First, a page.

Fawn, Frazer poised for additional Marcellus gas drilling
By Mary Ann Thomas
Published: Sunday, Feb. 12, 2012,
With wells on the way and a pipeline coming, Fawn and Frazer are poised for more Marcellus shale well action.
Range Resources recently drilled five wells in Frazer while a company "landman" has been approaching Fawn residents with proposed oil and natural gas leases.
The two townships are attractive places to drill, according to Mike Mackin, a Canonsburg-based spokesman for drilling company Range Resources-Appalachia.
"They are on the outskirts of Allegheny County and are accessible with setbacks away from inhabited structures," he said. "It's more of a rural area than other parts of the county, which are highly populated."
And to move the gas to distribution lines, a Tulsa, Okla., company is working to secure rights of way in both townships for a "gathering pipeline" for Marcellus shale gas to go to an unspecified pipeline in Butler County.
Superior Appalachian Pipeline LLC, with an office in Canonsburg, is in the process of gathering government permits and rights of way from private property owners to lay the gas pipeline that will connect to a Dominion Transmission Inc. gas pipeline in Frazer. From there, it heads north into Butler County, according to Ken Magyar, vice president of project development for the company's Canonsburg office.
Frazer Supervisors recently approved a maintenance agreement with the pipeline company to cover road repairs beyond state bonding, which isn't always sufficient to cover repairs if pipeline trucks and other operations damage township roads, township Supervisor Lori Ziencik said.
The maintenance agreements cover Yutes Run, Clarks Pike, Fairfield, Kurn, Gillespie and Days Run roads.
Magyar declined to release details on the route and the number of wells that the proposed Superior pipeline would tap.
"We're just a little early," he said.
The line will not be dedicated to the wells of any one producer, according to Magyar.
"The idea is to gather gas from the wells that will be drilled," he said.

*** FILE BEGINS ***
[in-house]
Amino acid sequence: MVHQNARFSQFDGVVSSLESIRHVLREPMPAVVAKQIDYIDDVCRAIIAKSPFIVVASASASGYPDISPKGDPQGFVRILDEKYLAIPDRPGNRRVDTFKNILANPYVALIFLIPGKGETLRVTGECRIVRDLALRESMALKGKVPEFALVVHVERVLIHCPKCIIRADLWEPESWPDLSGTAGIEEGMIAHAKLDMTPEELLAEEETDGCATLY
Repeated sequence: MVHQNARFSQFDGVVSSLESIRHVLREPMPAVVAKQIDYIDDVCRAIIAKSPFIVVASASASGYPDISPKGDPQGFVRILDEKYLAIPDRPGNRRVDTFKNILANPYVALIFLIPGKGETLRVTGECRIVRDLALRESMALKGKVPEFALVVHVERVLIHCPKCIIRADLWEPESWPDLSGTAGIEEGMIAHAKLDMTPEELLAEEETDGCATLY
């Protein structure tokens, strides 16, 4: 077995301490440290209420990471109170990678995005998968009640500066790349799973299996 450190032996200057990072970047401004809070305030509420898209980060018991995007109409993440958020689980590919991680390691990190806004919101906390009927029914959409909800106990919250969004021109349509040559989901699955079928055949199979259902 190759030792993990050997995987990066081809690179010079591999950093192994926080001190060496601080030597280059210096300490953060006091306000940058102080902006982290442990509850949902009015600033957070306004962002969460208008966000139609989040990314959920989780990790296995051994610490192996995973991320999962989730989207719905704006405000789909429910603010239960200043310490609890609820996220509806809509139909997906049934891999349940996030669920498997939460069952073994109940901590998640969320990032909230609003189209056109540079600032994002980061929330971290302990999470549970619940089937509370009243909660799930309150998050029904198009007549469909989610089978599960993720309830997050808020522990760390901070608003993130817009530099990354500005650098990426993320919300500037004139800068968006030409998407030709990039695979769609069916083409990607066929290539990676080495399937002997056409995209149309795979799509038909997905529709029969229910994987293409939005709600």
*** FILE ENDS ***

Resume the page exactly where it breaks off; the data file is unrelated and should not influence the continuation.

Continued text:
He said that "producers may not have their permits approved yet."
Magyar would not say how many Marcellus shale gas wells will be coming to the Fawn and Frazer area, but said, "We like the area, and we are glad to be there."
Magyar said that his company gathers its information about wells from traditional government sources and the gas producers.
He said that he hopes to secure the necessary permits for the proposed pipeline by early summer.
Mackin said that he couldn't confirm if his company Range Resources will use the proposed Superior Appalachian pipeline.
"The details are still being determined," he said. "We'll drill wells and partner with a 'midstream' company that will convey the gas to the interconnecting pipelines."
And there will be more gas for Range to move as five wells were drilled in Frazer in late 2011 into early this year.
The wells are at the same site along Yutes Run Road where Range flared its first Marcellus well last year, which attracted interest from Route 28 motorists wowing over the large flame visible on a bluff just above the Pittsburgh Mills mall.
Within the next months, a hydraulic fracturing -- fracking -- crew will complete the wells, which are expected to go on-line soon after that, according to Mackin.
Fawn Township's supervisors are going forward with a hearing on an ordinance governing Marcellus shale drilling on Tuesday even though the state Legislature has passed a statewide law governing the industry.
The supervisors are expected to vote on the ordinance during their regular meeting, which follows the hearing.